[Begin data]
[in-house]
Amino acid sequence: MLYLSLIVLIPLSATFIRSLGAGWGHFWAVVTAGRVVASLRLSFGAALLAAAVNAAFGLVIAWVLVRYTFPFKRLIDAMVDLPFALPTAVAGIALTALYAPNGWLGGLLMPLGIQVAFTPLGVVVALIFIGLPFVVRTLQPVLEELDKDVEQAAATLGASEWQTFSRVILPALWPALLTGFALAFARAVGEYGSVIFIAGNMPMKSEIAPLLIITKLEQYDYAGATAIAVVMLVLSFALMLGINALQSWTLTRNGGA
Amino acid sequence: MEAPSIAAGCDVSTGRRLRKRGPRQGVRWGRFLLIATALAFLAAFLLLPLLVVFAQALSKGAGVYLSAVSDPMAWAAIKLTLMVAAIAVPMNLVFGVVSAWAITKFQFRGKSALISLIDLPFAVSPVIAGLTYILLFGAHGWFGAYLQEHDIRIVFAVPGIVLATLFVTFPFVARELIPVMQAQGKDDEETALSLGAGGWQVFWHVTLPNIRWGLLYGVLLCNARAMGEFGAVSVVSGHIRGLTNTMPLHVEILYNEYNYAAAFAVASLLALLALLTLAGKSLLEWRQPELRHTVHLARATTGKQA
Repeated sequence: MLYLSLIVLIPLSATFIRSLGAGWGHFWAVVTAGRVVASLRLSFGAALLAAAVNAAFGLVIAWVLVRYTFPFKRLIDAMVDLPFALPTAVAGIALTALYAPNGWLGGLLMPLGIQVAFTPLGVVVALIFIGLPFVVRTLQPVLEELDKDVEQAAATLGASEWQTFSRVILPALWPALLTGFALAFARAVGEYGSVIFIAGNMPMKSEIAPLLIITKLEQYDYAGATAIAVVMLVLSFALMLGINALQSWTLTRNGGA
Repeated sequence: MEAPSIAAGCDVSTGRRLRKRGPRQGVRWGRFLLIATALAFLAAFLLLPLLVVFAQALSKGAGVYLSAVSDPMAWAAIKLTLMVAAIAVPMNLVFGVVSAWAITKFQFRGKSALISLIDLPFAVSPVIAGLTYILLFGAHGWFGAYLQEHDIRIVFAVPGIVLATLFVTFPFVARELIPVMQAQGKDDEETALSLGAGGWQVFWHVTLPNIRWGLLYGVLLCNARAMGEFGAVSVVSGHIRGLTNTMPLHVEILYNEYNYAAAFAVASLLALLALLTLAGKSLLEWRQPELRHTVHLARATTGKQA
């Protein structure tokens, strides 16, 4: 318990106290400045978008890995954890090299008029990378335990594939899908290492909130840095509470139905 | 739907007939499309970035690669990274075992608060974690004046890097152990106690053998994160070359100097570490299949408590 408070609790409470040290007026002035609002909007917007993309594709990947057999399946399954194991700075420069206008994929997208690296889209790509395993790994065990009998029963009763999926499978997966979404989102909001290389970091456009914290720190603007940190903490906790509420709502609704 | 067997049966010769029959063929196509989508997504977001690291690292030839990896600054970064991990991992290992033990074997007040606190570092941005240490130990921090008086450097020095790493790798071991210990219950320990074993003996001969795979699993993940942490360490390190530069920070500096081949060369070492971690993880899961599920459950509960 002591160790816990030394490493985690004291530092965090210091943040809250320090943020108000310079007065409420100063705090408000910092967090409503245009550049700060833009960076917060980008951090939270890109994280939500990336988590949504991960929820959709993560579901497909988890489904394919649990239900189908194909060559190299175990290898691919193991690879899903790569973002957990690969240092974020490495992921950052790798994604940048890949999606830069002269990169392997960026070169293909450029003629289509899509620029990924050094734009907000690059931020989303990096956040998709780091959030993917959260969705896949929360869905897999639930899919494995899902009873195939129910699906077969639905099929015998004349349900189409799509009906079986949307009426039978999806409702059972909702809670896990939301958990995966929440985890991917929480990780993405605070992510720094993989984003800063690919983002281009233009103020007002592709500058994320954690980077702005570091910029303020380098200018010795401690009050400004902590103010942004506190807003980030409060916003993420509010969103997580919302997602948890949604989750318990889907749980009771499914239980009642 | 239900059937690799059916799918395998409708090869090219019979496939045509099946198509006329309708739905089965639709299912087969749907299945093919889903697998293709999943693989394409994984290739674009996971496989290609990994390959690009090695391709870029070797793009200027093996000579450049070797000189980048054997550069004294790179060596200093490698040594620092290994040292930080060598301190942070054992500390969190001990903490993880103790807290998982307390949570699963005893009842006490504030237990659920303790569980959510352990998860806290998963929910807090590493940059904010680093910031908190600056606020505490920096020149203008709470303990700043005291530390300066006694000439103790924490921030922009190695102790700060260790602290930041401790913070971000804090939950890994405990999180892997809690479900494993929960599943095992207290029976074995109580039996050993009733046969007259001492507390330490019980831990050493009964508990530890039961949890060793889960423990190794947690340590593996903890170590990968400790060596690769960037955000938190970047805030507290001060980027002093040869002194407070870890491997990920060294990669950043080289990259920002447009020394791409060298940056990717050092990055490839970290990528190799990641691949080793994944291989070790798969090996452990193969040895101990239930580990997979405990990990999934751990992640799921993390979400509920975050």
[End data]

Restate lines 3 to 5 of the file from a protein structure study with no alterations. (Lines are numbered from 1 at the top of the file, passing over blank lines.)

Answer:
Amino acid sequence: MEAPSIAAGCDVSTGRRLRKRGPRQGVRWGRFLLIATALAFLAAFLLLPLLVVFAQALSKGAGVYLSAVSDPMAWAAIKLTLMVAAIAVPMNLVFGVVSAWAITKFQFRGKSALISLIDLPFAVSPVIAGLTYILLFGAHGWFGAYLQEHDIRIVFAVPGIVLATLFVTFPFVARELIPVMQAQGKDDEETALSLGAGGWQVFWHVTLPNIRWGLLYGVLLCNARAMGEFGAVSVVSGHIRGLTNTMPLHVEILYNEYNYAAAFAVASLLALLALLTLAGKSLLEWRQPELRHTVHLARATTGKQA
Repeated sequence: MLYLSLIVLIPLSATFIRSLGAGWGHFWAVVTAGRVVASLRLSFGAALLAAAVNAAFGLVIAWVLVRYTFPFKRLIDAMVDLPFALPTAVAGIALTALYAPNGWLGGLLMPLGIQVAFTPLGVVVALIFIGLPFVVRTLQPVLEELDKDVEQAAATLGASEWQTFSRVILPALWPALLTGFALAFARAVGEYGSVIFIAGNMPMKSEIAPLLIITKLEQYDYAGATAIAVVMLVLSFALMLGINALQSWTLTRNGGA
Repeated sequence: MEAPSIAAGCDVSTGRRLRKRGPRQGVRWGRFLLIATALAFLAAFLLLPLLVVFAQALSKGAGVYLSAVSDPMAWAAIKLTLMVAAIAVPMNLVFGVVSAWAITKFQFRGKSALISLIDLPFAVSPVIAGLTYILLFGAHGWFGAYLQEHDIRIVFAVPGIVLATLFVTFPFVARELIPVMQAQGKDDEETALSLGAGGWQVFWHVTLPNIRWGLLYGVLLCNARAMGEFGAVSVVSGHIRGLTNTMPLHVEILYNEYNYAAAFAVASLLALLALLTLAGKSLLEWRQPELRHTVHLARATTGKQA